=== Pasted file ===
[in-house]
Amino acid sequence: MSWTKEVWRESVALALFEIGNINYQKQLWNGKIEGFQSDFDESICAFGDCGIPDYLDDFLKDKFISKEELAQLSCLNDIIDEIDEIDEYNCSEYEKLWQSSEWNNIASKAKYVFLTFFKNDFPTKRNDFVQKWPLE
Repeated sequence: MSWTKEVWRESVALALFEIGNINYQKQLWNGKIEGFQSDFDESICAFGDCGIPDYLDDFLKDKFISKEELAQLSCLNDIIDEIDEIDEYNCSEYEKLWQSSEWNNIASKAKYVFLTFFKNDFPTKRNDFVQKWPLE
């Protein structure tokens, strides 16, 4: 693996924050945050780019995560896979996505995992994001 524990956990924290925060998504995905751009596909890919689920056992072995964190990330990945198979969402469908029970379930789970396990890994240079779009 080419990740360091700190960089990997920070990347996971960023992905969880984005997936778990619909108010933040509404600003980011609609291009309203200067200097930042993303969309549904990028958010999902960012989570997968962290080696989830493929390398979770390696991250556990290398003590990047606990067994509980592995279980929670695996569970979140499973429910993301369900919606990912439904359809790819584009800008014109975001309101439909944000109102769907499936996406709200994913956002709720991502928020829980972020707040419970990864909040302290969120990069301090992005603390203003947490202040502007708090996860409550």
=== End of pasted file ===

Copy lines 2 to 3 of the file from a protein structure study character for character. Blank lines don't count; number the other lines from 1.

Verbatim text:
Amino acid sequence: MSWTKEVWRESVALALFEIGNINYQKQLWNGKIEGFQSDFDESICAFGDCGIPDYLDDFLKDKFISKEELAQLSCLNDIIDEIDEIDEYNCSEYEKLWQSSEWNNIASKAKYVFLTFFKNDFPTKRNDFVQKWPLE
Repeated sequence: MSWTKEVWRESVALALFEIGNINYQKQLWNGKIEGFQSDFDESICAFGDCGIPDYLDDFLKDKFISKEELAQLSCLNDIIDEIDEIDEYNCSEYEKLWQSSEWNNIASKAKYVFLTFFKNDFPTKRNDFVQKWPLE